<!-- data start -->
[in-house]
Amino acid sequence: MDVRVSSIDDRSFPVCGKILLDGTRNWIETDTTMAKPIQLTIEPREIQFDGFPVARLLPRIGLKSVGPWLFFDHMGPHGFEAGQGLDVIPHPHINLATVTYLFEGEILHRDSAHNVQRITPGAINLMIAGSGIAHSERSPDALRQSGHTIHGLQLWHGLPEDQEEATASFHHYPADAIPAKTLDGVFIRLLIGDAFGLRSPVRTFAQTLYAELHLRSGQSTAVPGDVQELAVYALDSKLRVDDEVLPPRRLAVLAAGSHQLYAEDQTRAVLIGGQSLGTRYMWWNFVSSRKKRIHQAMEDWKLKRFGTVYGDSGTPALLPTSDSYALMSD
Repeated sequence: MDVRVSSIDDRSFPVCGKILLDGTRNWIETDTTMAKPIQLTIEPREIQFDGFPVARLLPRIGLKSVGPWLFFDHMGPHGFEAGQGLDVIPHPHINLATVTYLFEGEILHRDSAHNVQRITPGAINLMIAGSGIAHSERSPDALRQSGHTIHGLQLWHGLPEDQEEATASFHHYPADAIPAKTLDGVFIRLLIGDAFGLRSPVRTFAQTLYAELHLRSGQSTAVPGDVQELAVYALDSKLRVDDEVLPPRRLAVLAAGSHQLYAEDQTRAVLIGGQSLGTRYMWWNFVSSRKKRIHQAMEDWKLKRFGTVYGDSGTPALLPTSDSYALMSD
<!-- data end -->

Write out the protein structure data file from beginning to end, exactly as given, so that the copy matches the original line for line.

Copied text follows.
[in-house]
Amino acid sequence: MDVRVSSIDDRSFPVCGKILLDGTRNWIETDTTMAKPIQLTIEPREIQFDGFPVARLLPRIGLKSVGPWLFFDHMGPHGFEAGQGLDVIPHPHINLATVTYLFEGEILHRDSAHNVQRITPGAINLMIAGSGIAHSERSPDALRQSGHTIHGLQLWHGLPEDQEEATASFHHYPADAIPAKTLDGVFIRLLIGDAFGLRSPVRTFAQTLYAELHLRSGQSTAVPGDVQELAVYALDSKLRVDDEVLPPRRLAVLAAGSHQLYAEDQTRAVLIGGQSLGTRYMWWNFVSSRKKRIHQAMEDWKLKRFGTVYGDSGTPALLPTSDSYALMSD
Repeated sequence: MDVRVSSIDDRSFPVCGKILLDGTRNWIETDTTMAKPIQLTIEPREIQFDGFPVARLLPRIGLKSVGPWLFFDHMGPHGFEAGQGLDVIPHPHINLATVTYLFEGEILHRDSAHNVQRITPGAINLMIAGSGIAHSERSPDALRQSGHTIHGLQLWHGLPEDQEEATASFHHYPADAIPAKTLDGVFIRLLIGDAFGLRSPVRTFAQTLYAELHLRSGQSTAVPGDVQELAVYALDSKLRVDDEVLPPRRLAVLAAGSHQLYAEDQTRAVLIGGQSLGTRYMWWNFVSSRKKRIHQAMEDWKLKRFGTVYGDSGTPALLPTSDSYALMSD